This is the second of two posts about the Burgess Shale. The first went up last week.
Last week I took you on a virtual trip to the Burgess Shale. This area of Cambrian-era fossils didn’t just inspire paleontologists, geologists and climate scientists, but musicians as well.
In 1994, composer Rand Steiger wrote an orchestral piece for the Los Angeles Philharmonic called “Burgess Shale”, inspired by Stephen Jay Gould’s book about the fossils. Each movement is named after a different organism.
Of the movement “Anomalocaris”, Steiger writes:
“This was by far the largest and fiercest creature found in the shale, and it was also the most disfigured by the calamity (probably a mud slide) that instantly snatched the life of these creatures and preserved them. The most interesting thing is that parts of anomalocaris were thought to be four individual creatures; it wasn’t until recently that it was discovered that they were component parts of the same animal. SO the music for this section became a monstrous concoction featuring tuba, along with contrabass clarinet, horn, and lower strings.”
I can’t manage to find any working clips of the Burgess Shale piece online [UPDATE: See comments section – the audio links on Steiger’s site have been fixed], but in this video Steiger talks about his inspiration for the work.
Standing in my kitchen, I first heard this track on the CBC Radio program Key of A. Beautiful, haunting? Check. And inspired by Carl Sagan. What? The name caught me ear and I turned to the radio and, yes out loud, asked again “What?”. That brief mention was enough to make me very curious, and I tracked down Colleen Brown, the Edmonton singer-songwriter responsible for this gem to ask her about it. Continue reading “Scientific awe & wonder in Colleen Brown’s Swallowed Whole”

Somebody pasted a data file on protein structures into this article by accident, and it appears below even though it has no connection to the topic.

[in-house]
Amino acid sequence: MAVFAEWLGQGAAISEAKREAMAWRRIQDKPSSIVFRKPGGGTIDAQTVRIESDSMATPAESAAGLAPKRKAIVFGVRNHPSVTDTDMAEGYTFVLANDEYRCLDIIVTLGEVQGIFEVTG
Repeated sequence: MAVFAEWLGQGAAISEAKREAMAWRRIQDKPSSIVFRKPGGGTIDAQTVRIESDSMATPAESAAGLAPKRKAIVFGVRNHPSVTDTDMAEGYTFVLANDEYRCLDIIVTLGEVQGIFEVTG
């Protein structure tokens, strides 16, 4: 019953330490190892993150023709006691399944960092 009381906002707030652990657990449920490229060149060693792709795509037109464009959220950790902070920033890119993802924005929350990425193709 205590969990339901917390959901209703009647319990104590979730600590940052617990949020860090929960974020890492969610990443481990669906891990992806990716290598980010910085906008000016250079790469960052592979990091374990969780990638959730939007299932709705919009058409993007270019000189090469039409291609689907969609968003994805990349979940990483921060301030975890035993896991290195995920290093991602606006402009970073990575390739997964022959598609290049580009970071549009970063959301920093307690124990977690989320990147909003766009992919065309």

There aren’t many mainstream songs about scientists. I only know of two. One is quite well-known but I don’t like it and it doesn’t really seem to be about science anyway. The other one is The Flaming Lips’ “Race for the Prize”. It was released in 1999 on The Soft Bulletin, and describes a competition between two scientists who are in a race to find “the cure” (not the band, all lower case).
Continue reading “Race for the Prize”
In January 1992, a container with yellow duckies and other bath toys fell from a cargo ship in a heavy storm. The container opened in the accident, and the contents spilled out into the Pacific.
Cargo ships lose a few hundred containers at sea every year. The containers usually sink, and the contents end up on the bottom of the ocean. These bath toys, however, were made to float – and float they did.
Song inspired by the travelling bath toys, by Rich Eilbert
Continue reading “Toys at sea”
The word “moot” is doesn’t come up much in song lyrics*. My cursory search turned up 30 unique songs that use the word. Almost half use “moot” in a way that may not be consistent with normal usage of the word – at least to my reading.
Inarguably, the most famous use of “moot” in a song is in Rick Springfield’s “Jessie’s Girl”.
I’ll play along with this charade
That doesn’t seem to be a reason to change
You know I feel so dirty when they start talking cute
I wanna tell her that I love but the point is probably moot
It is pretty hard to miss. They lyric sticks out like a sore thumb, in part because “cute” and “moot” almost rhyme but don’t. Like an uncanny valley, if such a thing actually exists, of rhyme.
Continue reading “Moot Point”